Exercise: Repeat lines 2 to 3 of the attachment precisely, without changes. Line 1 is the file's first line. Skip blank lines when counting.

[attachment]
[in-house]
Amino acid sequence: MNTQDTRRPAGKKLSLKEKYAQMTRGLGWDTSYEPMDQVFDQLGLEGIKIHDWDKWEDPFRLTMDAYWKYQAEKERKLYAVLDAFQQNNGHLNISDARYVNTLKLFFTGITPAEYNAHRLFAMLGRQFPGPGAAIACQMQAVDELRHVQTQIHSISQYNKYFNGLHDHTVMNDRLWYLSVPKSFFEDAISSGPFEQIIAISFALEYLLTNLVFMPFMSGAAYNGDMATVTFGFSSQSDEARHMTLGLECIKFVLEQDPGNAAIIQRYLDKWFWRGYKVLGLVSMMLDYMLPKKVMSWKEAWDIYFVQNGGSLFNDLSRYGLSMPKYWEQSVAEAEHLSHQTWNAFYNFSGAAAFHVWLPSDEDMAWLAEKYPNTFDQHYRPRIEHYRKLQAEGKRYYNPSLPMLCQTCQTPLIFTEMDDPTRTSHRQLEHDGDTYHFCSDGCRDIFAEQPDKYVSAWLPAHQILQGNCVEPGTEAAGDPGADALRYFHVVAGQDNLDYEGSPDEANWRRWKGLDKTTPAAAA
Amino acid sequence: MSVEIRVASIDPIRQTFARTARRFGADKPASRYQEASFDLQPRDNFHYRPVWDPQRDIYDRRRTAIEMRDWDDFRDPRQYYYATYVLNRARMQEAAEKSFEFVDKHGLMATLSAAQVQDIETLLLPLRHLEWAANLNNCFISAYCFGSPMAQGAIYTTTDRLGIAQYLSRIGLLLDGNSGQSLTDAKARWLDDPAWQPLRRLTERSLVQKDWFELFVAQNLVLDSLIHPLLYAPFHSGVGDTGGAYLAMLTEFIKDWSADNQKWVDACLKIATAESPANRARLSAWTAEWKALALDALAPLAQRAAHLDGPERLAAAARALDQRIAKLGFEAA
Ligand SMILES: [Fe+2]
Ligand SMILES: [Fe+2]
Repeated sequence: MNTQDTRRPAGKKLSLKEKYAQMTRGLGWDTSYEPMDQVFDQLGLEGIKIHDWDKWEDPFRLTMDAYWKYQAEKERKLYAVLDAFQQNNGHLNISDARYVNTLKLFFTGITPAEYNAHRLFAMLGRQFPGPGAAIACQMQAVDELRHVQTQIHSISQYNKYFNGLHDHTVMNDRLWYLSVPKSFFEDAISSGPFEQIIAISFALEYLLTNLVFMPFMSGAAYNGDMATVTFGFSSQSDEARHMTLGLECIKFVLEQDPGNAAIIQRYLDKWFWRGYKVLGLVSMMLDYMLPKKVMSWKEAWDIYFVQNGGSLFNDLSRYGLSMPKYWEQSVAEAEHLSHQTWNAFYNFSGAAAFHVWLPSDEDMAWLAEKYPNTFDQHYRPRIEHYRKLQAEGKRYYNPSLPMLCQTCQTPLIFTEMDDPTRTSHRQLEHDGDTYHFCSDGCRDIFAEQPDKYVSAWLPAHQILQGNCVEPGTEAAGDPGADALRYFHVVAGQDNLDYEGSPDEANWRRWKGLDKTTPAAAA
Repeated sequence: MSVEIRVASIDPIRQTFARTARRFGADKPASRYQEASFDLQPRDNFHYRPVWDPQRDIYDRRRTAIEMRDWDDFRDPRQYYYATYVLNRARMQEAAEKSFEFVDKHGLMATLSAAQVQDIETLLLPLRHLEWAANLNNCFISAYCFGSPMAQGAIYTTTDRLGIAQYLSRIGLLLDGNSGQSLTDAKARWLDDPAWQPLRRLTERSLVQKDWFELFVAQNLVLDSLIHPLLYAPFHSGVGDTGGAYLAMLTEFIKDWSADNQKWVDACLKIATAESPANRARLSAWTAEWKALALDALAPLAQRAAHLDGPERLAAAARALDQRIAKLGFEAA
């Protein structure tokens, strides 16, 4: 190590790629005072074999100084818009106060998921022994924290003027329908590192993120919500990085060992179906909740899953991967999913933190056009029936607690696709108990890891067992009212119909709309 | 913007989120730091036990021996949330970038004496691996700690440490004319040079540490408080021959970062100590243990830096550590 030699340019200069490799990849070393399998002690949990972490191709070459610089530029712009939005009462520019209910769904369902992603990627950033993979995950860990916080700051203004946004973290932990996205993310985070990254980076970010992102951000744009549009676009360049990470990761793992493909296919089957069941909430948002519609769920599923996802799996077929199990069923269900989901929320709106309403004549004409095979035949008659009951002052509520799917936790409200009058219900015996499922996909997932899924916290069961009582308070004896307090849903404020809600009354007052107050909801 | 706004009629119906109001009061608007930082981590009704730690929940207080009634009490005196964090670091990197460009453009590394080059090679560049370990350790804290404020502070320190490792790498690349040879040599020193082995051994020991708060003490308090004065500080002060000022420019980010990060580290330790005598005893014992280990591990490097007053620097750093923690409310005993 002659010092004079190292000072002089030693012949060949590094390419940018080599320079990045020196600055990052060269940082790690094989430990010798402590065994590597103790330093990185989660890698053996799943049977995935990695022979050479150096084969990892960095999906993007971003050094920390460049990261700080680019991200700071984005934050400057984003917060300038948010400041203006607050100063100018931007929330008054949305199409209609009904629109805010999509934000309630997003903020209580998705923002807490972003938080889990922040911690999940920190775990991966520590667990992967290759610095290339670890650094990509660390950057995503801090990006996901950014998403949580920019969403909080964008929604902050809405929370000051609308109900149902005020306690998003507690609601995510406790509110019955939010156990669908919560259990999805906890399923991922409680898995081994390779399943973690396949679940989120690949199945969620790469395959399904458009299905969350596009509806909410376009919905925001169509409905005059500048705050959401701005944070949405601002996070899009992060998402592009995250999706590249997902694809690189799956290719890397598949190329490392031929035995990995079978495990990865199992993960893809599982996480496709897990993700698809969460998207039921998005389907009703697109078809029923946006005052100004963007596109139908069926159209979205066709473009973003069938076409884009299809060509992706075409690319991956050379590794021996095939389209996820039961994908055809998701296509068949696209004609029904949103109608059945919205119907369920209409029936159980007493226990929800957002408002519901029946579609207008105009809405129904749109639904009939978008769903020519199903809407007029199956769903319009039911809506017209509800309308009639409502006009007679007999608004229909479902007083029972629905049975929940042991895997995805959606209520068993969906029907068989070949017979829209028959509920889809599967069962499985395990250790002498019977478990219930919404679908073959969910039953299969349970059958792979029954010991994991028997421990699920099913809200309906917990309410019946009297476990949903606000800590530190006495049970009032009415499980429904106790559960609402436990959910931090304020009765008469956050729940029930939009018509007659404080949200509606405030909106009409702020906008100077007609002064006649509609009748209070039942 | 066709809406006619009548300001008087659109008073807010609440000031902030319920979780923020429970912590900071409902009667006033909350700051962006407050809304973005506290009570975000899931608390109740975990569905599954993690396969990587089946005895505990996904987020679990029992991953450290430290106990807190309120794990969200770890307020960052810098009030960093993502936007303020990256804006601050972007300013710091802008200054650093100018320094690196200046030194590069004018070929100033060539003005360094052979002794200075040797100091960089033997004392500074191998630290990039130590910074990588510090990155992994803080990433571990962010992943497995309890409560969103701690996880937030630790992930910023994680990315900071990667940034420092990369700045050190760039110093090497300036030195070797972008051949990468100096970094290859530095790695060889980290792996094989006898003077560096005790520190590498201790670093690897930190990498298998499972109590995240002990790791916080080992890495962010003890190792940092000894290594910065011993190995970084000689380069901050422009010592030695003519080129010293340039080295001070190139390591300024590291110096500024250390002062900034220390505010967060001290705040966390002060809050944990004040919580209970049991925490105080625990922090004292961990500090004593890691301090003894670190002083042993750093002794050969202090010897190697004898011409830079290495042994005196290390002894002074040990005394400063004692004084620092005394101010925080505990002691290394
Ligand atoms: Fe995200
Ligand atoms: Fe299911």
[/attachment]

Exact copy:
Amino acid sequence: MNTQDTRRPAGKKLSLKEKYAQMTRGLGWDTSYEPMDQVFDQLGLEGIKIHDWDKWEDPFRLTMDAYWKYQAEKERKLYAVLDAFQQNNGHLNISDARYVNTLKLFFTGITPAEYNAHRLFAMLGRQFPGPGAAIACQMQAVDELRHVQTQIHSISQYNKYFNGLHDHTVMNDRLWYLSVPKSFFEDAISSGPFEQIIAISFALEYLLTNLVFMPFMSGAAYNGDMATVTFGFSSQSDEARHMTLGLECIKFVLEQDPGNAAIIQRYLDKWFWRGYKVLGLVSMMLDYMLPKKVMSWKEAWDIYFVQNGGSLFNDLSRYGLSMPKYWEQSVAEAEHLSHQTWNAFYNFSGAAAFHVWLPSDEDMAWLAEKYPNTFDQHYRPRIEHYRKLQAEGKRYYNPSLPMLCQTCQTPLIFTEMDDPTRTSHRQLEHDGDTYHFCSDGCRDIFAEQPDKYVSAWLPAHQILQGNCVEPGTEAAGDPGADALRYFHVVAGQDNLDYEGSPDEANWRRWKGLDKTTPAAAA
Amino acid sequence: MSVEIRVASIDPIRQTFARTARRFGADKPASRYQEASFDLQPRDNFHYRPVWDPQRDIYDRRRTAIEMRDWDDFRDPRQYYYATYVLNRARMQEAAEKSFEFVDKHGLMATLSAAQVQDIETLLLPLRHLEWAANLNNCFISAYCFGSPMAQGAIYTTTDRLGIAQYLSRIGLLLDGNSGQSLTDAKARWLDDPAWQPLRRLTERSLVQKDWFELFVAQNLVLDSLIHPLLYAPFHSGVGDTGGAYLAMLTEFIKDWSADNQKWVDACLKIATAESPANRARLSAWTAEWKALALDALAPLAQRAAHLDGPERLAAAARALDQRIAKLGFEAA